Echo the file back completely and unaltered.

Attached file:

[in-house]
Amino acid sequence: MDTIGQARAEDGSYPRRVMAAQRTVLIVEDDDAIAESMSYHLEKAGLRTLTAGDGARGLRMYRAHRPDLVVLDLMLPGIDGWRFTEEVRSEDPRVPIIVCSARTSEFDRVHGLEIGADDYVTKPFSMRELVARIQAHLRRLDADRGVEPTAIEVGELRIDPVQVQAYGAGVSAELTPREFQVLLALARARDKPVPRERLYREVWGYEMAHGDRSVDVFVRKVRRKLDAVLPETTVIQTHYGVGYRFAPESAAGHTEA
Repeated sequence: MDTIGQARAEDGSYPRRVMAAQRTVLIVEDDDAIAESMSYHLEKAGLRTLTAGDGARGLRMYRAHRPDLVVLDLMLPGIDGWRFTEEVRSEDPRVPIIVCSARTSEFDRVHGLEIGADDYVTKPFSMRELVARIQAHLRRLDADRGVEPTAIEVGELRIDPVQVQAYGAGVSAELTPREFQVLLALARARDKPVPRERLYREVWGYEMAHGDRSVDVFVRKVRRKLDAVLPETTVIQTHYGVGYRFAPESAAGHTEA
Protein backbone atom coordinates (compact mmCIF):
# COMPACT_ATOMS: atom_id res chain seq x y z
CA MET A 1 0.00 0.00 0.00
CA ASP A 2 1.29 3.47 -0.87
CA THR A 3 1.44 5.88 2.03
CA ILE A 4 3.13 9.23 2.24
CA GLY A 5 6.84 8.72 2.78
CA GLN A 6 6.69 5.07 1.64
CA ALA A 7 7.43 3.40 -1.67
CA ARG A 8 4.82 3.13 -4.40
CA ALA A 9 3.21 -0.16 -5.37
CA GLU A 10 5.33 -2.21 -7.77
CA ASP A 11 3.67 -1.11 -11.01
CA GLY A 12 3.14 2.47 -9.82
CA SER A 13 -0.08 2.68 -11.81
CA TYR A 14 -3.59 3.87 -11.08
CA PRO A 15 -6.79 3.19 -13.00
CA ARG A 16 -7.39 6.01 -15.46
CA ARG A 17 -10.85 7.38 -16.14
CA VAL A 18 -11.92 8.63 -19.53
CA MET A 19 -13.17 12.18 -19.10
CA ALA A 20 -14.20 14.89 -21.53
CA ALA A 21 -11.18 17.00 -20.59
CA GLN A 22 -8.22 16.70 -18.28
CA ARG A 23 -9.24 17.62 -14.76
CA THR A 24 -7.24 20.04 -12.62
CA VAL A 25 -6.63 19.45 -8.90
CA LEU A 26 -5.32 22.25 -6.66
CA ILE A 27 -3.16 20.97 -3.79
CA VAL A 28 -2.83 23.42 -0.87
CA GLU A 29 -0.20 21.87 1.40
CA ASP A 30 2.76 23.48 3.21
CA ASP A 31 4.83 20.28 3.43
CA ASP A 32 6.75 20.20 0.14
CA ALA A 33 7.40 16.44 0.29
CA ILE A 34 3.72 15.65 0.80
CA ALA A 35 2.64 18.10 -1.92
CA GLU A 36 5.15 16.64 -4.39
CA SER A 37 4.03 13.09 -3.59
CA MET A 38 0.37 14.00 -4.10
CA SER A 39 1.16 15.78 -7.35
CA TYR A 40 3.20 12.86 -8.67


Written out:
[in-house]
Amino acid sequence: MDTIGQARAEDGSYPRRVMAAQRTVLIVEDDDAIAESMSYHLEKAGLRTLTAGDGARGLRMYRAHRPDLVVLDLMLPGIDGWRFTEEVRSEDPRVPIIVCSARTSEFDRVHGLEIGADDYVTKPFSMRELVARIQAHLRRLDADRGVEPTAIEVGELRIDPVQVQAYGAGVSAELTPREFQVLLALARARDKPVPRERLYREVWGYEMAHGDRSVDVFVRKVRRKLDAVLPETTVIQTHYGVGYRFAPESAAGHTEA
Repeated sequence: MDTIGQARAEDGSYPRRVMAAQRTVLIVEDDDAIAESMSYHLEKAGLRTLTAGDGARGLRMYRAHRPDLVVLDLMLPGIDGWRFTEEVRSEDPRVPIIVCSARTSEFDRVHGLEIGADDYVTKPFSMRELVARIQAHLRRLDADRGVEPTAIEVGELRIDPVQVQAYGAGVSAELTPREFQVLLALARARDKPVPRERLYREVWGYEMAHGDRSVDVFVRKVRRKLDAVLPETTVIQTHYGVGYRFAPESAAGHTEA
Protein backbone atom coordinates (compact mmCIF):
# COMPACT_ATOMS: atom_id res chain seq x y z
CA MET A 1 0.00 0.00 0.00
CA ASP A 2 1.29 3.47 -0.87
CA THR A 3 1.44 5.88 2.03
CA ILE A 4 3.13 9.23 2.24
CA GLY A 5 6.84 8.72 2.78
CA GLN A 6 6.69 5.07 1.64
CA ALA A 7 7.43 3.40 -1.67
CA ARG A 8 4.82 3.13 -4.40
CA ALA A 9 3.21 -0.16 -5.37
CA GLU A 10 5.33 -2.21 -7.77
CA ASP A 11 3.67 -1.11 -11.01
CA GLY A 12 3.14 2.47 -9.82
CA SER A 13 -0.08 2.68 -11.81
CA TYR A 14 -3.59 3.87 -11.08
CA PRO A 15 -6.79 3.19 -13.00
CA ARG A 16 -7.39 6.01 -15.46
CA ARG A 17 -10.85 7.38 -16.14
CA VAL A 18 -11.92 8.63 -19.53
CA MET A 19 -13.17 12.18 -19.10
CA ALA A 20 -14.20 14.89 -21.53
CA ALA A 21 -11.18 17.00 -20.59
CA GLN A 22 -8.22 16.70 -18.28
CA ARG A 23 -9.24 17.62 -14.76
CA THR A 24 -7.24 20.04 -12.62
CA VAL A 25 -6.63 19.45 -8.90
CA LEU A 26 -5.32 22.25 -6.66
CA ILE A 27 -3.16 20.97 -3.79
CA VAL A 28 -2.83 23.42 -0.87
CA GLU A 29 -0.20 21.87 1.40
CA ASP A 30 2.76 23.48 3.21
CA ASP A 31 4.83 20.28 3.43
CA ASP A 32 6.75 20.20 0.14
CA ALA A 33 7.40 16.44 0.29
CA ILE A 34 3.72 15.65 0.80
CA ALA A 35 2.64 18.10 -1.92
CA GLU A 36 5.15 16.64 -4.39
CA SER A 37 4.03 13.09 -3.59
CA MET A 38 0.37 14.00 -4.10
CA SER A 39 1.16 15.78 -7.35
CA TYR A 40 3.20 12.86 -8.67